Bishop Shelton J. Fabre of Houma-Thibodaux, Louisiana, said that as the country faces an unprecedented humanitarian crisis, “I stand in solidarity with brother priests and bishops, women religious and lay Catholics in strongly urging our president to reconsider the ongoing detention of immigrant children and the separation of families.”
He added, “It is our Christian duty to seek a just and humane resolution to this untenable situation. We are a country founded by the blood, sweat and tears of immigrants, and we are a country that is better than what we’re currently displaying on the world stage.”
Bishop Edward J. Weisenburger of Tucson, Arizona, said that while nations have the right to maintain and supervise their borders, it must be balanced with the rights of immigrants, especially those fleeing catastrophic or life-threatening situations.
“How we respond to their needs reveals the extent to which we have made the Gospel of Jesus Christ our own,” he said. “It is my hope that the teachings of our faith will inform the dialogue and decisions related to the humanitarian crisis unfolding before our eyes. In this way we will prove ourselves the best of Catholics as well as the best of American citizens.”
Bishop Mark J. Seitz of El Paso, Texas, invoked the words of Salvadoran St. Oscar Romero in addressing the participants.
“There are not two categories of people, some born to have everything and others who can’t enjoy the happiness that God has created for all,” he said, recalling the words of the slain archbishop during a December 1979 homily. “In this moment of injustice for migrants and the poor, we people of faith are called to work for justice.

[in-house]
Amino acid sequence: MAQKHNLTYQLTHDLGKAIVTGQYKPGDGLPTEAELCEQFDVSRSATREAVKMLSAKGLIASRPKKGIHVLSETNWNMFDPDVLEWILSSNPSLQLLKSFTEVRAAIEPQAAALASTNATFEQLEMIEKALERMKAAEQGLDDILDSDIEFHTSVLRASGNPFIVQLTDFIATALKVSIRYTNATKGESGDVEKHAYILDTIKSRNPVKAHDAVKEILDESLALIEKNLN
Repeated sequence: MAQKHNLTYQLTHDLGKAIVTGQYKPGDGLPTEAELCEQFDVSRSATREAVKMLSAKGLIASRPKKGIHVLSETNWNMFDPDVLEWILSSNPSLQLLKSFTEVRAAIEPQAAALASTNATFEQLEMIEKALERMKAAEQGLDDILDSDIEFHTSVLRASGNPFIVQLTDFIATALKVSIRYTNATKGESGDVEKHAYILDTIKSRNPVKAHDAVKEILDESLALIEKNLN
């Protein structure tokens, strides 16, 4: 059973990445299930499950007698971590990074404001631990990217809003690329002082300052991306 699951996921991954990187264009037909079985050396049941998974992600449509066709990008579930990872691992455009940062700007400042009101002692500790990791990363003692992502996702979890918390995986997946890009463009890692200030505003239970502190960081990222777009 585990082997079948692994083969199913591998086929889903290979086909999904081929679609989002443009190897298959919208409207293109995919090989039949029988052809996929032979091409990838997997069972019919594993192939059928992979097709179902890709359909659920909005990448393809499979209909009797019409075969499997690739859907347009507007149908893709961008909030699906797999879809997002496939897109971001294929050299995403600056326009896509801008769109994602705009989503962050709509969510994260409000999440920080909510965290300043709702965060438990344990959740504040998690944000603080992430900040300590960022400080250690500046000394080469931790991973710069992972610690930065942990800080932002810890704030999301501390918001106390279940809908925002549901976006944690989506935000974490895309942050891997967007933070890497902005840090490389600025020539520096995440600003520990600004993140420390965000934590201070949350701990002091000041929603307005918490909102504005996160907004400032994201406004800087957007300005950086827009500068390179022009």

“Justice is a beautiful robe, paid for with tears and sacrifice, sown together with long vigils and witness, and placed finally on the shoulders of the poor and the oppressed,” he said. “You who know the goodness of God have faith that the Lord of history and life is working even now to build a temple of justice, throughout the Americas, in every heart and across every border. You know he comes in the stranger, in the afflicted, in the migrant.”
Bishop Seitz continued: “Do not tire in your vigil or grow timid in your witness today and may a lack of compassion never dry your tears or harden your hearts. For with the Lord we are building that temple, wherein there will be an end to suffering and separation and estrangement, and there will be justice overflowing and enough for all.”